“This, however, totally changed after the Coronavirus. I, for instance, received requests from over 50 groups of tourists (each group having 10-18 tourists) during last year’s epiphany, while zero requests have been made this year. Coronavirus has killed our tourism sector, while its resurrection has been hampered by internal conflicts and political unrest,” Kibrom remarked.

Ever since its emergence by the end of 2019, COVID-19 has brought the hospitality industry an unprecedented challenge. Soon after countries started to close their borders, it has been among the hardest hit, chiefly due to fears of community spread through travel and group environments. With cancellation of hotels and travel bookings, this has led to revenue loss and resulted in a surge in unemployment.

UNCTAD, in its report published in July 2020, estimated the world’s tourism sector could lose at least USD1.2 trillion, or 1.5 percent of the global gross domestic product (GDP) due to the Coronavirus. In case of Ethiopia, the Ministry of Culture and Tourism reported over a billion USD has been lost to the pandemic.  

Just a month after Ethiopia reported its first case of the Coronavirus, the occupancy rate of hotels in Addis Ababa reached two percent, while 56 percent of hotels in the capital were closed, according to Addis Ababa Hotel Owners’ Association’s report published on April 2020. Keeping this in mind, hotels lost USD35 million monthly due to COVID-19.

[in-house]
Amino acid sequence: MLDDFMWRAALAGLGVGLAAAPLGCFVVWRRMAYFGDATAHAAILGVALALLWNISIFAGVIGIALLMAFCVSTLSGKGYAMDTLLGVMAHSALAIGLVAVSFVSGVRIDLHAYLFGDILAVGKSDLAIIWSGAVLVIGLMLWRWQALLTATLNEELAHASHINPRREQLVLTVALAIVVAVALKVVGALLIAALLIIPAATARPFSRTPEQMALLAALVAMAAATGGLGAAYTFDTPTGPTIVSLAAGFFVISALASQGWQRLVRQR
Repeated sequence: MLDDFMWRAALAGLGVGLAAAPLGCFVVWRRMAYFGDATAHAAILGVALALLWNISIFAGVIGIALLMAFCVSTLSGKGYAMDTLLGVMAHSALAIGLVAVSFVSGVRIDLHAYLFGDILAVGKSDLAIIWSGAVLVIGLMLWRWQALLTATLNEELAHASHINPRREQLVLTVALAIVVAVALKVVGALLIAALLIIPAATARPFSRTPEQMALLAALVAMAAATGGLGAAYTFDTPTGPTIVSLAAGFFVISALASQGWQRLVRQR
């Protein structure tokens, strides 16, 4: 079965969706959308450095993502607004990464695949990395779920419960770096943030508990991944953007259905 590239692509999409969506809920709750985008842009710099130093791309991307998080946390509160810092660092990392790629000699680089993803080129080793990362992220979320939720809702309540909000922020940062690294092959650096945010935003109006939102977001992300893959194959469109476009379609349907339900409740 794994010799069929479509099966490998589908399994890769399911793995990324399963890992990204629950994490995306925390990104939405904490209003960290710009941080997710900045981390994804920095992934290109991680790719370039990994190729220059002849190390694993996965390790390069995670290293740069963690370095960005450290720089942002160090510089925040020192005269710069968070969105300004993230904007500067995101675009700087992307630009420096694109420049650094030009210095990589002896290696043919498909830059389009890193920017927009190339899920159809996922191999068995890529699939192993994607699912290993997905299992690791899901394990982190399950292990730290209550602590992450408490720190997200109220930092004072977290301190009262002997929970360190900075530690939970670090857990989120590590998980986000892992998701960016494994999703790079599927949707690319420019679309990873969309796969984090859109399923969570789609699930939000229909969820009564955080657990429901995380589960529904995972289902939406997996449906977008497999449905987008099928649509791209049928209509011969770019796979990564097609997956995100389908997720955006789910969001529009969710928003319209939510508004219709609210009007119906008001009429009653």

To buck this trend, the Ministry of Culture & Tourism officially reopened the country's tourism sector as of October 2020 after six months of interruption because of the pandemic. A National Safe Travel Protocol has been applied across hotels, tour operators and historical sites to avoid possible spread of the virus, while restrictive quarantine measures required upon entry have been lifted to attract visitors.

“Even though there has been a considerable increase in the number of visitors after we reopened tourist sites with the necessary precaution, the trend did not linger as the fighting in Tigray broke out shortly after. With international media outlets reporting the war in Ethiopia and embassies issuing travel alert, bookings by tourists plummeted since the beginning of the fighting,” said Sileshi Girma, Director-General of Tourism Ethiopia - a federal government body tasked to market Ethiopia’s tourist attraction sites and heritages.

Be that as it may, the discovery of the new variant of the Coronavirus is sparking new concerns on how long the pandemic would wreak havoc on the tourism sector. Several countries across the globe have already started to close their borders after they confirmed the spread of the new variant. With a surge in Coronavirus cases in Europe and the US, stay-home campaigns resumed with people being forced to apply social distancing rules in order to achieve the much-needed flattening of the curve.